Designer Virgil Abloh makes fashion predictions for the next decade

Designer Virgil Abloh makes fashion predictions for the next decade
Virgil Abloh at the Costume Institute benefit at the Metropolitan Museum of Art. (Photo credit: Bang Media)

Virgil Abloh, the chief executive officer of Louis Vuitton’s menswear, is making his fashion predictions for the next decade.

Abloh, who was a Chicago street fashion influencer launched his career starting out as an intern at Fendi in 2009, alongside rapper Kanye West, who he would go on to collaborate with.

The 39-year-old designer — who founded Milan-based label Off-White in 2013 — feels people prefer to express their style through vintage pieces these days, rather than “boxfresh” hoodies, sneakers and T-shirts.

He told Dazed: “Wow. I would definitely say it’s gonna die, you know? Like, its time will be up.

“In my mind, how many more T-shirts can we own, how many more hoodies, how many sneakers?

“I think that, like, we’re gonna hit this, like, really awesome state of expressing your knowledge and personal style with vintage — there are so many clothes that are cool that are in vintage shops, and it’s just about wearing them.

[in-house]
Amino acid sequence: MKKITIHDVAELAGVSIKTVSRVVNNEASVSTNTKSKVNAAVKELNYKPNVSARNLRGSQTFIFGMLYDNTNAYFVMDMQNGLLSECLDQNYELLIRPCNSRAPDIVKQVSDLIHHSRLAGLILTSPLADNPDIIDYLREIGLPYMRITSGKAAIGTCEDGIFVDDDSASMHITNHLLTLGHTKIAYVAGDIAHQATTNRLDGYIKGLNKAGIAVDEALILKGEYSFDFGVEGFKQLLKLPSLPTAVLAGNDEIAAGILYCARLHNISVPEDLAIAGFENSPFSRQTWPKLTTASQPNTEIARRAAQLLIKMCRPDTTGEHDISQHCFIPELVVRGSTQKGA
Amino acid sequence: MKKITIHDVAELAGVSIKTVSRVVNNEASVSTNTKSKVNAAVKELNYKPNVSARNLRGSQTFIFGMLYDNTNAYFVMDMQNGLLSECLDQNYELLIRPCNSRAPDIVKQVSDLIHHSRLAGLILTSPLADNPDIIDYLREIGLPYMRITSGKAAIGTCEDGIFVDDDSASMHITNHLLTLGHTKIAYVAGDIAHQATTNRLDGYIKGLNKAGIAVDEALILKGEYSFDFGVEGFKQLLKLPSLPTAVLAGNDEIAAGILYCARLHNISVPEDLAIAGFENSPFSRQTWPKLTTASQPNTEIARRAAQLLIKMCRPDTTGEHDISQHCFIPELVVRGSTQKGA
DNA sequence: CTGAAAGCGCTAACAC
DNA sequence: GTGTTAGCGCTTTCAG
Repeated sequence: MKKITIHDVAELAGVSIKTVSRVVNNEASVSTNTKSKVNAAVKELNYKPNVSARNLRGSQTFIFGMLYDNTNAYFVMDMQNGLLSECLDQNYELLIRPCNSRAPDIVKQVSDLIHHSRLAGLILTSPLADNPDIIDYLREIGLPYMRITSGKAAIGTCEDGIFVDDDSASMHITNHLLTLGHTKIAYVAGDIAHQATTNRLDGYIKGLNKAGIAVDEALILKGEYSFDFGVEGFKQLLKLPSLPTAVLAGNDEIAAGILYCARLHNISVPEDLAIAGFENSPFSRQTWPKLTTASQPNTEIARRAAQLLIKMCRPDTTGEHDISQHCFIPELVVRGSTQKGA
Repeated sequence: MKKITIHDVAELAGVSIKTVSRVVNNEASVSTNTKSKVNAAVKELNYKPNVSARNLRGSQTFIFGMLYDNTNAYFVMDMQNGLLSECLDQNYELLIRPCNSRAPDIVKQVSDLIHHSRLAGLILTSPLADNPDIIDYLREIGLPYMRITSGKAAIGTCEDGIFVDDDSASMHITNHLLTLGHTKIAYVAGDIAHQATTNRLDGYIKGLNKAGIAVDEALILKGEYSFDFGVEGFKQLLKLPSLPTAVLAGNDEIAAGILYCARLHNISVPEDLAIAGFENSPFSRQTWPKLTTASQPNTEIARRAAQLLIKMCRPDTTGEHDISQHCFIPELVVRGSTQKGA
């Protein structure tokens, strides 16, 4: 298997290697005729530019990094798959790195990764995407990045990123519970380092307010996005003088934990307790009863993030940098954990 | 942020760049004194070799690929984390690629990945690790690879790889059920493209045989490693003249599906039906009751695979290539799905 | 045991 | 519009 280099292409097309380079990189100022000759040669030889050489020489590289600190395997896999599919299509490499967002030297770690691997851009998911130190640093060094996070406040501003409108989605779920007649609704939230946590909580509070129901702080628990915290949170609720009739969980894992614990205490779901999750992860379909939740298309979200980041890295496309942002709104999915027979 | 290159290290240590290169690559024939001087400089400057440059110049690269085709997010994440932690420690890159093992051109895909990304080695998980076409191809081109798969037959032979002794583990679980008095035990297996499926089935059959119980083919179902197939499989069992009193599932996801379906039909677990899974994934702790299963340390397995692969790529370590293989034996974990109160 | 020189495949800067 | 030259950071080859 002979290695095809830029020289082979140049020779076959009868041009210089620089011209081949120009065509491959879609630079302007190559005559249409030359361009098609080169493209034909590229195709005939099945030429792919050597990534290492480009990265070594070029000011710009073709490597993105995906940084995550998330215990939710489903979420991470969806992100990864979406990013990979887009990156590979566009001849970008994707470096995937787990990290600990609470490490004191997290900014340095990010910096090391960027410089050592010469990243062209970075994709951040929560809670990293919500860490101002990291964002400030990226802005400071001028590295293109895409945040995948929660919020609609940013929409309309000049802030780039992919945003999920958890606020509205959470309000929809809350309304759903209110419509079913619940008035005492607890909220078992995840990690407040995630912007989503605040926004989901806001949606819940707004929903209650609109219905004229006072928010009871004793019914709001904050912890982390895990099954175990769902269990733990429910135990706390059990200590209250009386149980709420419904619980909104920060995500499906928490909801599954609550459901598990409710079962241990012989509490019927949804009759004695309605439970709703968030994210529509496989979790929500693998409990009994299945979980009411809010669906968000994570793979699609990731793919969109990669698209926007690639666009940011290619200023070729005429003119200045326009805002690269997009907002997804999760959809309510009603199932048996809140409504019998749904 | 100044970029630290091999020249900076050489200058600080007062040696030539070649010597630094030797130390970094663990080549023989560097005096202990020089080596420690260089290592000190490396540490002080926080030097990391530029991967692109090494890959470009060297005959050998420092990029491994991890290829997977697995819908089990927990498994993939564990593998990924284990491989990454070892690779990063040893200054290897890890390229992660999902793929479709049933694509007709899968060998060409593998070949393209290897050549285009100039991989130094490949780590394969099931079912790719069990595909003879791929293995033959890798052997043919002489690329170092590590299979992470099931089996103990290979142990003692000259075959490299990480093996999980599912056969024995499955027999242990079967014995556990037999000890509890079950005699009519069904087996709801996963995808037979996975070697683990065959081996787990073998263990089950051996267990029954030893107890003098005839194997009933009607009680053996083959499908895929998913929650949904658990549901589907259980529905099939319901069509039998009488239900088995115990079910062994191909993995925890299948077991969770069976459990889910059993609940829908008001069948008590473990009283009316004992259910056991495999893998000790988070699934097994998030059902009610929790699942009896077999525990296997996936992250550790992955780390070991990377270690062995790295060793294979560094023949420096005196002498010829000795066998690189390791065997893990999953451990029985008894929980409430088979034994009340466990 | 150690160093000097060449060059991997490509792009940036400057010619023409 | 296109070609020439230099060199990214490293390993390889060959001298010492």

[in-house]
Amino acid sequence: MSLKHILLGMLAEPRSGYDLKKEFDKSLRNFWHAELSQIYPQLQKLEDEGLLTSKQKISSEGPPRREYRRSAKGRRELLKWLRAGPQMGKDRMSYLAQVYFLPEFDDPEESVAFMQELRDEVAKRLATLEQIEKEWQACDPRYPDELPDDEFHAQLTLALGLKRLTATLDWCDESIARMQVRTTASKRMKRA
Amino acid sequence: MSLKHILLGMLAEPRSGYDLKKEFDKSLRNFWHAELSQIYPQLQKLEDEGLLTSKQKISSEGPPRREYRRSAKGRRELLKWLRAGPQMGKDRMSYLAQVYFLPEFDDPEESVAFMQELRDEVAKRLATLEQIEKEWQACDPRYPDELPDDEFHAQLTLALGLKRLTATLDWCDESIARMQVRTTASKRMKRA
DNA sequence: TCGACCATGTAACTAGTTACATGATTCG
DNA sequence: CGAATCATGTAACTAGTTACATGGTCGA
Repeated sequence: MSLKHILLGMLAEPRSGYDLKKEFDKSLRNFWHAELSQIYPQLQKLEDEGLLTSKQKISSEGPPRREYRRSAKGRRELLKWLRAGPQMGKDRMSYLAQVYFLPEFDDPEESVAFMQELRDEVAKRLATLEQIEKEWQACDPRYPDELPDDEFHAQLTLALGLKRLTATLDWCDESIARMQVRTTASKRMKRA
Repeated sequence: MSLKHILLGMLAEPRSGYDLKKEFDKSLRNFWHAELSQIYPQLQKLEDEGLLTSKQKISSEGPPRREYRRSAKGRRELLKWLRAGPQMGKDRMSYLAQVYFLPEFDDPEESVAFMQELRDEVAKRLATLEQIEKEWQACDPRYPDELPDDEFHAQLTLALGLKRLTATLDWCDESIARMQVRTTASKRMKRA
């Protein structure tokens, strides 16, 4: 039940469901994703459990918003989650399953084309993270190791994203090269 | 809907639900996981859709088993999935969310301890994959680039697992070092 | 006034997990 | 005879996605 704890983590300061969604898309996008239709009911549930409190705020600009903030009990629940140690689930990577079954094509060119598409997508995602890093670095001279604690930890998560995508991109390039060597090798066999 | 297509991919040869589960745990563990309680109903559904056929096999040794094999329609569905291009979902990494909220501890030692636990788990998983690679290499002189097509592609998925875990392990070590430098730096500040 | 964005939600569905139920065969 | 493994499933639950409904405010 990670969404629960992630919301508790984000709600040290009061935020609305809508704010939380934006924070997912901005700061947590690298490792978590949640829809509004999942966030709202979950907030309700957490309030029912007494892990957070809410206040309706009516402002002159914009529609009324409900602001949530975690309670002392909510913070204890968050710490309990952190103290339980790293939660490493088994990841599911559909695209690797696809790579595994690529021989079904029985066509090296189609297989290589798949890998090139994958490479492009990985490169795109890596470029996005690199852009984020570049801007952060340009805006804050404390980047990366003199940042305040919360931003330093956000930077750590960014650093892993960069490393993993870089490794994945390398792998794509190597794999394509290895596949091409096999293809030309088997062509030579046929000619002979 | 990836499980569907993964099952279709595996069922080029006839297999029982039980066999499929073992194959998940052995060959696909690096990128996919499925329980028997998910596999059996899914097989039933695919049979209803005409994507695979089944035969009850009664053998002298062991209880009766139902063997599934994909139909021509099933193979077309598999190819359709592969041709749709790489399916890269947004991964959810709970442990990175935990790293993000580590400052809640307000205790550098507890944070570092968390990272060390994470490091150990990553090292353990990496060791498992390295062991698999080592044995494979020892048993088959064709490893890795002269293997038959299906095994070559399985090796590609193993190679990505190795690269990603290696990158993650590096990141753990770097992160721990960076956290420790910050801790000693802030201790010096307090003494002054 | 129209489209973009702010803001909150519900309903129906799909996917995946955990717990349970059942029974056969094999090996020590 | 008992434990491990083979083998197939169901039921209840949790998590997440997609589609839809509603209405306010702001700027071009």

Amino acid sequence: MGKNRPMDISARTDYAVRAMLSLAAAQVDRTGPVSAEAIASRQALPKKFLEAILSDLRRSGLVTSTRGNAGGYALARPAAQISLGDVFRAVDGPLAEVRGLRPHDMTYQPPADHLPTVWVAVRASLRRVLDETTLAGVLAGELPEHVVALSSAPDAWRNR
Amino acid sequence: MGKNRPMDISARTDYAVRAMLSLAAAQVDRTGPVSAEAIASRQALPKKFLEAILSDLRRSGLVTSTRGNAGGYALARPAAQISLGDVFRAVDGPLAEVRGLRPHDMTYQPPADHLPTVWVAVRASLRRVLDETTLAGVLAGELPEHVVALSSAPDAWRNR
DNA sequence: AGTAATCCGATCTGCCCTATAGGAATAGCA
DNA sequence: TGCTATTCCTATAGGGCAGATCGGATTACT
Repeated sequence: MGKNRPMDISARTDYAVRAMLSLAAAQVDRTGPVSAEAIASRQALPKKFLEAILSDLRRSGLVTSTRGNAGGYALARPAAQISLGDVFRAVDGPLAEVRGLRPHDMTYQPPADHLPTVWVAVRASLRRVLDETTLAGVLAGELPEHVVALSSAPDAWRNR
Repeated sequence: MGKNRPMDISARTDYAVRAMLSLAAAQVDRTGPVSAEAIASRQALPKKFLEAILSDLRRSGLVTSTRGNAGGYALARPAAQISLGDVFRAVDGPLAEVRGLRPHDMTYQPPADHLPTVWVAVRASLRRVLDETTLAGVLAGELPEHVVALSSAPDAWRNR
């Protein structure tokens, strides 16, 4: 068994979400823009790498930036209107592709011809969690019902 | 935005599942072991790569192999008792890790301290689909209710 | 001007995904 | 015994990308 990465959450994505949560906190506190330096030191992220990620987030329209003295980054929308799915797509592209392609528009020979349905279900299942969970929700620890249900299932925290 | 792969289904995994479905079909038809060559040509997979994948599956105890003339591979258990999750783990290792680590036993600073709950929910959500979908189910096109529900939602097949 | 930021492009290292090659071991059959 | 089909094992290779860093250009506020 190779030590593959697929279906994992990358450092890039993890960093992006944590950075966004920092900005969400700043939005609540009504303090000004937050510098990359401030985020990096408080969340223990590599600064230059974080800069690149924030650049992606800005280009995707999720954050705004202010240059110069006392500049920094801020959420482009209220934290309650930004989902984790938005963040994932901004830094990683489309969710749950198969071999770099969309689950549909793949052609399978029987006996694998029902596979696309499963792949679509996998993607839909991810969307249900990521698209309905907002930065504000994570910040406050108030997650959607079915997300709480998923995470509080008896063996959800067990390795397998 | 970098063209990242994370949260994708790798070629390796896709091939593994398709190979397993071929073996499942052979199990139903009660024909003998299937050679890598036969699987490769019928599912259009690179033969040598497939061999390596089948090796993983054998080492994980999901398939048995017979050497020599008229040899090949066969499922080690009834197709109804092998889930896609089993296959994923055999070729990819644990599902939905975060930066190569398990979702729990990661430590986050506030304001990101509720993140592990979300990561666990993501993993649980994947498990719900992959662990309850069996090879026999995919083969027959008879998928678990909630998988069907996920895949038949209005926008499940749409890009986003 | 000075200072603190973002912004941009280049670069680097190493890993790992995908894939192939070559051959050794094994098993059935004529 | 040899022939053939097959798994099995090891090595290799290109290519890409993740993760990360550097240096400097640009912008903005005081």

“I think that fashion is gonna go away from buying a boxfresh something; it’ll be, like, hey I’m gonna go into my archive.”

Abloh also spoke of what it means to be a fashion designer, insisting that there is more to clothes than the fabric they are made of, while he added how proud he is to have had the nerve to make “something of his own.”

He said: “You know, I grew up in the ’80s and ’90s and in that generation.We had our own idea of what a fashion designer is, and we had our own idea of what a musician was — people would say that hip-hop is just sampling, that it’s not even, like, playing the piano…

“As a fashion designer, I’ve had enough of a thick skin to explore and make (it) something of my own.”

He added: “I believe being a fashion designer is selling it short if it’s just limited to making clothes.

“A piece of clothing is more important than the fabric it’s made of — it’s representative, it means something.

“It says something about a generation, a brand … when I think of fashion brands, I immediately think of, like, United Colours of Benetton or Ralph Lauren, or Margiela — just say a brand or say a designer and it takes you to a different place because everything they did embodied something.

“That to me is what a fashion designer is today, not simply the antiquated version of what the term means.”

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